Historically, many approaches to stabilising obesity rates have focused on individual behaviour change--with limited success (Swinburn et al. 1999). In a review of policy approaches to obesity, Lang and Rayner (2005) note that policy responses should not rely on food and activity choices made by children, as "their choices are for the most part determined by features &the adult-framed environment, such as transport, culture, education, and eating habits" (Lang and Rayner 2005: 307-308). This view is supported by Drewnowski and Rolls (2005) and Caraher and Coveney (2004), who argue that factors such as class, gender, ethnicity, income and market forces governing access and food supply act to constrain individual choices. This has been shown in the Pacific Island Families Study, where almost 40% of mothers stated that when finances are constrained, food choices are also constrained (Rush et al. 2007). Within this resource-constrained environment, social practices such as gift giving to family or church remain strong and can make the financial situation in a household more difficult (Cowley et al. 2004).

Swinburn et al. (1999) suggest that people find healthy lifestyles difficult in environments that promote high energy intake and sedentary behaviours, and that "systems-based, environmental interventions are therefore needed to increase the rather modest impact of individual and public education programs" (Swinburn et al. 1999: 563). Such an intervention would consider nutrition practices within a household in the context of cultural practices, physical and economic resources, and the ability to implement changes within these environments.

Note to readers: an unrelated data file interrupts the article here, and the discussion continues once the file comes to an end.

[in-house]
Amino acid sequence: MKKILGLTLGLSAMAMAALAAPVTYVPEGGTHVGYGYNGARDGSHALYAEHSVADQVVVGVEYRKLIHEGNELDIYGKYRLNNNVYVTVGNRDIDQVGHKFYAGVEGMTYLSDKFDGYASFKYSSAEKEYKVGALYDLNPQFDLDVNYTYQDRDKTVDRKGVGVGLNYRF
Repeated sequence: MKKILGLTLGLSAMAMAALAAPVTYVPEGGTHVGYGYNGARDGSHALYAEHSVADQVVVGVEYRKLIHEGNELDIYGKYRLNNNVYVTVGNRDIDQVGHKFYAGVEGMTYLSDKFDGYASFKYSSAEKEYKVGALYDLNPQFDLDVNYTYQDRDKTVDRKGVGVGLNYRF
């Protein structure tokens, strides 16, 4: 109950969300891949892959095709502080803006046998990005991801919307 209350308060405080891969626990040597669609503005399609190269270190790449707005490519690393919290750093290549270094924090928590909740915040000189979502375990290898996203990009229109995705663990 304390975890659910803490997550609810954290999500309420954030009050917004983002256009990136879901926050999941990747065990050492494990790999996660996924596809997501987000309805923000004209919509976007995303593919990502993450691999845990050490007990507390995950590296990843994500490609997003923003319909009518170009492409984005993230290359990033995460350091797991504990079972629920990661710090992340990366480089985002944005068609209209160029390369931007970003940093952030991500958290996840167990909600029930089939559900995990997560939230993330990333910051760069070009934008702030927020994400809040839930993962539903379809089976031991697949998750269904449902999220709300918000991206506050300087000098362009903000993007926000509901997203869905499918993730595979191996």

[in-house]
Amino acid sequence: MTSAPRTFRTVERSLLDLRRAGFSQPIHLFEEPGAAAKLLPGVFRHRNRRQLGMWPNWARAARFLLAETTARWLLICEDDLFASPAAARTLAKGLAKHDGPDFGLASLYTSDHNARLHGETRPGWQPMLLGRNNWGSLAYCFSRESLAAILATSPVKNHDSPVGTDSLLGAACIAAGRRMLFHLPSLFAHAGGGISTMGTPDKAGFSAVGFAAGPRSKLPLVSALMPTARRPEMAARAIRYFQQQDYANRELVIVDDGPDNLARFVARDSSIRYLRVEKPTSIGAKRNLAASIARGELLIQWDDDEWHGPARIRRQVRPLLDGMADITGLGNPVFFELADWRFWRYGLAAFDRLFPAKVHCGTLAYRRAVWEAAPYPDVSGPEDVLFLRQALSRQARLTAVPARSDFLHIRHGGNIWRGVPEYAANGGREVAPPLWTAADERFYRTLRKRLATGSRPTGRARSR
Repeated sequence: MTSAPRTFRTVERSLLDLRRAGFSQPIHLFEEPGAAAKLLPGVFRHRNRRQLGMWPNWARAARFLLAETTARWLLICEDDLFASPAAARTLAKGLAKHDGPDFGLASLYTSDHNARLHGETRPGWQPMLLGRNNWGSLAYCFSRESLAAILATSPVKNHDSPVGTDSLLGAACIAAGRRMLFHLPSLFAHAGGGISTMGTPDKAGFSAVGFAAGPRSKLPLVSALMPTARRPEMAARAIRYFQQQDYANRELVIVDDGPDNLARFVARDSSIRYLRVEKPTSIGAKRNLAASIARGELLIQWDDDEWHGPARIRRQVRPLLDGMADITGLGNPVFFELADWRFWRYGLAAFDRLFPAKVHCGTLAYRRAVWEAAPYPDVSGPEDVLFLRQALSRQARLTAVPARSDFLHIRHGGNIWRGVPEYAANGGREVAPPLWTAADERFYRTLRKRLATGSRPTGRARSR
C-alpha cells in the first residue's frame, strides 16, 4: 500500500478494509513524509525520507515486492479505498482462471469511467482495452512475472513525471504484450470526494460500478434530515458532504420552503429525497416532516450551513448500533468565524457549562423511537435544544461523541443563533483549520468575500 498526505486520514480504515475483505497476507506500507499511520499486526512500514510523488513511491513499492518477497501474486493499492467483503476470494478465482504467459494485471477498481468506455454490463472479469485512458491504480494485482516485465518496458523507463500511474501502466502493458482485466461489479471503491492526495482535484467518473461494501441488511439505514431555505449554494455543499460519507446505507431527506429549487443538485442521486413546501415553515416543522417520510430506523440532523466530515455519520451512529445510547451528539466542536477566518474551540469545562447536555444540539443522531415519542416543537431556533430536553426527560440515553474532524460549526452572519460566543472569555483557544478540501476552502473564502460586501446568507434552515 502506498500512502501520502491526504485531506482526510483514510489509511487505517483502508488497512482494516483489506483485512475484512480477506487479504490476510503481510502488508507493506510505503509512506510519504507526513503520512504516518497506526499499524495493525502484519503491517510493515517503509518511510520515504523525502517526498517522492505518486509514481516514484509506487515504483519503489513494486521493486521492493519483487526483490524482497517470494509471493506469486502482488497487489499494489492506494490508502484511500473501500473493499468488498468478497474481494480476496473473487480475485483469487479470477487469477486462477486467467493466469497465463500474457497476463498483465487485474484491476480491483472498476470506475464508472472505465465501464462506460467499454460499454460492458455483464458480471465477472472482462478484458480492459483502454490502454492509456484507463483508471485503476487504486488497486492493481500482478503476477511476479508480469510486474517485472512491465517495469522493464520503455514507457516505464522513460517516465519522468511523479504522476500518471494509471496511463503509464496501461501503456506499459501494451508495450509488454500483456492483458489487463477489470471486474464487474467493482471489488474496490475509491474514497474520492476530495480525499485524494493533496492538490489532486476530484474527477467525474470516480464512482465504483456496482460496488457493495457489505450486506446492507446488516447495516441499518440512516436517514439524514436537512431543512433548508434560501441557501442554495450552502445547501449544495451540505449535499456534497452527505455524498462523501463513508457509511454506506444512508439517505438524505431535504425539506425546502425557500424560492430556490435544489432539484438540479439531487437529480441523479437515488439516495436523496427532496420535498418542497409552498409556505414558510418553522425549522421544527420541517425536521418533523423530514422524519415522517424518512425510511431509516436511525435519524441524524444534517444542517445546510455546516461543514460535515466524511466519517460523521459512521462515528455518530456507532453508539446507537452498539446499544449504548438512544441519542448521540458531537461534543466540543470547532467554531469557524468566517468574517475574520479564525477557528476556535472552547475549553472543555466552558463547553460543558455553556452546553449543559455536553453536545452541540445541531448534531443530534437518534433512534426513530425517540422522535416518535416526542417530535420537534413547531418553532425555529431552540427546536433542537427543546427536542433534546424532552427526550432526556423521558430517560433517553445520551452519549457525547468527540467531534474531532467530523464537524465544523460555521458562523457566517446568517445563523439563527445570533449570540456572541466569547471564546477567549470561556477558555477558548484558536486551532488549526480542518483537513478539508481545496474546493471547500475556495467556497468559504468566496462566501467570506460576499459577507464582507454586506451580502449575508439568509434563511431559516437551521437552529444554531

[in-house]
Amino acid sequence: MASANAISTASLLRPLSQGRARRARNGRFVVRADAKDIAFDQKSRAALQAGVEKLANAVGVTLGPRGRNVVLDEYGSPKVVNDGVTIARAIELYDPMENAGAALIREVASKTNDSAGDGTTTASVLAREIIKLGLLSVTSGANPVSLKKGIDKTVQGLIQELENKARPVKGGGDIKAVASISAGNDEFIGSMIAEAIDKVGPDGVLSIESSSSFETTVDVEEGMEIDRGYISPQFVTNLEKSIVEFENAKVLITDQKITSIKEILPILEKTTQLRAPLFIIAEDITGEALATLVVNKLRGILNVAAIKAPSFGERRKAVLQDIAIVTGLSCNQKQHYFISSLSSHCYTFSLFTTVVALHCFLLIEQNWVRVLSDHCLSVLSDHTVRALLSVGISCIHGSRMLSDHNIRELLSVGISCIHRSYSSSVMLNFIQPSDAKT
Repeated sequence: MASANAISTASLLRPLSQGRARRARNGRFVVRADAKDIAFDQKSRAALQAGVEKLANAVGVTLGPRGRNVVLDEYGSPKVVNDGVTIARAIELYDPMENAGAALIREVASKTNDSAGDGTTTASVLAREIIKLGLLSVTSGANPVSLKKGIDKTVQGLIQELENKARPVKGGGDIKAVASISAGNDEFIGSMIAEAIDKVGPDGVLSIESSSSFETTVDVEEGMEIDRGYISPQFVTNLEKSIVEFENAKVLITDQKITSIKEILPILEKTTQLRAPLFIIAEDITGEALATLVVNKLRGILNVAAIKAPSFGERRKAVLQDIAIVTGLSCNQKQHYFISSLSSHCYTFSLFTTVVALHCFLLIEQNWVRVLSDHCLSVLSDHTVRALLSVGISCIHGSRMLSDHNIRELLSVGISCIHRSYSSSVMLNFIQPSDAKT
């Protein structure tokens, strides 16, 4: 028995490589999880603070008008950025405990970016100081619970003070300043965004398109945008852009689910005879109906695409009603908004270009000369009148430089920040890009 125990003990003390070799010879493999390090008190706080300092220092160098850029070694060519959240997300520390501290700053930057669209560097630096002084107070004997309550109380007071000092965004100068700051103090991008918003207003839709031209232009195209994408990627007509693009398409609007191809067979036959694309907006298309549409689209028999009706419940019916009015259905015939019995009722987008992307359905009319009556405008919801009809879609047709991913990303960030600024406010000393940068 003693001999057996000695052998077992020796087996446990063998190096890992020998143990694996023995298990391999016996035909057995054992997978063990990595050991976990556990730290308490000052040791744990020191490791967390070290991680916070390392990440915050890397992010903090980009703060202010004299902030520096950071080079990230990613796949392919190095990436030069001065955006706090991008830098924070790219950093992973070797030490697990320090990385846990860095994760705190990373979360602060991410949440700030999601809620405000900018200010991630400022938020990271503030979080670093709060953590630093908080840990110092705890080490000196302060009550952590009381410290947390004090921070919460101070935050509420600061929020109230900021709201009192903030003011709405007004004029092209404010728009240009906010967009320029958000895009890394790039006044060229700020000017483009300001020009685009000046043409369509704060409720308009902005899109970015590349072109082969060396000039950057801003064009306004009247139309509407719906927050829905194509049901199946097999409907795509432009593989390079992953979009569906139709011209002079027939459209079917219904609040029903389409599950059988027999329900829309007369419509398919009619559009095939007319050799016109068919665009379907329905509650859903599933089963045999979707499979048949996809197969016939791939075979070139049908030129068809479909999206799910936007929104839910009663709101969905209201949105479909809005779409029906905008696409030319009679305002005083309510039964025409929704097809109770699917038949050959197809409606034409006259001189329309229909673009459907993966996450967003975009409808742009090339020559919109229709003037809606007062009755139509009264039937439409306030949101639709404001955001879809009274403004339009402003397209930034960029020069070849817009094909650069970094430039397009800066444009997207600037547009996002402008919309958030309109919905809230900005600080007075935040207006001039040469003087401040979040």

A qualitative model of the social system that generates childhood overweight and obesity within households was developed for this analysis based on a narrative review of the literature. The model development was informed by complexity theory (Blackman 2006; Byrne 1998, 2005), and methods from systems theories (Checkland and Scholes 1990; Midgley 2000). Complexity theory focuses on the study of complex systems, where a "system can be any collection of objects or processes deemed to be of interest" (Gare 2000: 330). Complex systems have particular properties, including responsiveness to local context; being composed of numerous elements, including other complex systems; and behaving in a non-linear manner (Shiell et al. 2008). For this work we have focused on the complex systems around household resources (see Figure 1). A social phenomenon, such as increasing rates of childhood overweight and obesity, is seen as "emerging" from the relevant social system as a whole. Thus, to understand childhood overweight and obesity, the social system as a whole must be understood (Byrne 2005).